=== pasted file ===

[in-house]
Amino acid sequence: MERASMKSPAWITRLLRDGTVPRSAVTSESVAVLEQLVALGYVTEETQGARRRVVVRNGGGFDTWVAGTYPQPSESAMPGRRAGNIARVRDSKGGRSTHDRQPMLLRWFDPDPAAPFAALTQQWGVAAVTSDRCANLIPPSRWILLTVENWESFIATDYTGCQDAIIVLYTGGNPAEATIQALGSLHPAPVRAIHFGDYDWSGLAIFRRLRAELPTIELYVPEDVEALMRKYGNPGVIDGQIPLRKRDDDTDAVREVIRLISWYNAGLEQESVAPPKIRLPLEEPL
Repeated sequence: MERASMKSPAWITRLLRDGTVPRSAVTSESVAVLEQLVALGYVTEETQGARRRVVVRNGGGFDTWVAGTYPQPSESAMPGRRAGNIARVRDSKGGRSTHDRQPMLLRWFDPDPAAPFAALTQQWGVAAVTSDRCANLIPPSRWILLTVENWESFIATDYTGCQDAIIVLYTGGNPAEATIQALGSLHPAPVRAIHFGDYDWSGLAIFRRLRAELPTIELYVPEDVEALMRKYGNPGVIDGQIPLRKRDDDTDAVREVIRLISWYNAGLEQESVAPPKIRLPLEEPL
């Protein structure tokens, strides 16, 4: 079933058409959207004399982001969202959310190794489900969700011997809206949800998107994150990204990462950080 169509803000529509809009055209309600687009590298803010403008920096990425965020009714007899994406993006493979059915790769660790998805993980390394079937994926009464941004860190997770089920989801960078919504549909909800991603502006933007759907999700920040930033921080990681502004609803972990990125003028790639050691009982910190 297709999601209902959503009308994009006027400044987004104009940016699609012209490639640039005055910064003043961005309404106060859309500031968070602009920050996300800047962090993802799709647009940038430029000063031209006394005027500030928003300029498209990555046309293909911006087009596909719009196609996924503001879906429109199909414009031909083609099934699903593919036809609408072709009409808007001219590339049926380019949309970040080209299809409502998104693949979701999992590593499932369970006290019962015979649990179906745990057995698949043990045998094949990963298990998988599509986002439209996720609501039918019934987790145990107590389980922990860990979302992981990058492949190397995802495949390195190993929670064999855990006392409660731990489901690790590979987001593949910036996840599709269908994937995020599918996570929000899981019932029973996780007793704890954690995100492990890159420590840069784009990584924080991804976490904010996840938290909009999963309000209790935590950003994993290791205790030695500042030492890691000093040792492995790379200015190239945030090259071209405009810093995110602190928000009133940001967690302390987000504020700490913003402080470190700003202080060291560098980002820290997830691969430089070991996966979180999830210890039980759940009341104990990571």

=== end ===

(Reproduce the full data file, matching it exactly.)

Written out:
[in-house]
Amino acid sequence: MERASMKSPAWITRLLRDGTVPRSAVTSESVAVLEQLVALGYVTEETQGARRRVVVRNGGGFDTWVAGTYPQPSESAMPGRRAGNIARVRDSKGGRSTHDRQPMLLRWFDPDPAAPFAALTQQWGVAAVTSDRCANLIPPSRWILLTVENWESFIATDYTGCQDAIIVLYTGGNPAEATIQALGSLHPAPVRAIHFGDYDWSGLAIFRRLRAELPTIELYVPEDVEALMRKYGNPGVIDGQIPLRKRDDDTDAVREVIRLISWYNAGLEQESVAPPKIRLPLEEPL
Repeated sequence: MERASMKSPAWITRLLRDGTVPRSAVTSESVAVLEQLVALGYVTEETQGARRRVVVRNGGGFDTWVAGTYPQPSESAMPGRRAGNIARVRDSKGGRSTHDRQPMLLRWFDPDPAAPFAALTQQWGVAAVTSDRCANLIPPSRWILLTVENWESFIATDYTGCQDAIIVLYTGGNPAEATIQALGSLHPAPVRAIHFGDYDWSGLAIFRRLRAELPTIELYVPEDVEALMRKYGNPGVIDGQIPLRKRDDDTDAVREVIRLISWYNAGLEQESVAPPKIRLPLEEPL
């Protein structure tokens, strides 16, 4: 079933058409959207004399982001969202959310190794489900969700011997809206949800998107994150990204990462950080 169509803000529509809009055209309600687009590298803010403008920096990425965020009714007899994406993006493979059915790769660790998805993980390394079937994926009464941004860190997770089920989801960078919504549909909800991603502006933007759907999700920040930033921080990681502004609803972990990125003028790639050691009982910190 297709999601209902959503009308994009006027400044987004104009940016699609012209490639640039005055910064003043961005309404106060859309500031968070602009920050996300800047962090993802799709647009940038430029000063031209006394005027500030928003300029498209990555046309293909911006087009596909719009196609996924503001879906429109199909414009031909083609099934699903593919036809609408072709009409808007001219590339049926380019949309970040080209299809409502998104693949979701999992590593499932369970006290019962015979649990179906745990057995698949043990045998094949990963298990998988599509986002439209996720609501039918019934987790145990107590389980922990860990979302992981990058492949190397995802495949390195190993929670064999855990006392409660731990489901690790590979987001593949910036996840599709269908994937995020599918996570929000899981019932029973996780007793704890954690995100492990890159420590840069784009990584924080991804976490904010996840938290909009999963309000209790935590950003994993290791205790030695500042030492890691000093040792492995790379200015190239945030090259071209405009810093995110602190928000009133940001967690302390987000504020700490913003402080470190700003202080060291560098980002820290997830691969430089070991996966979180999830210890039980759940009341104990990571």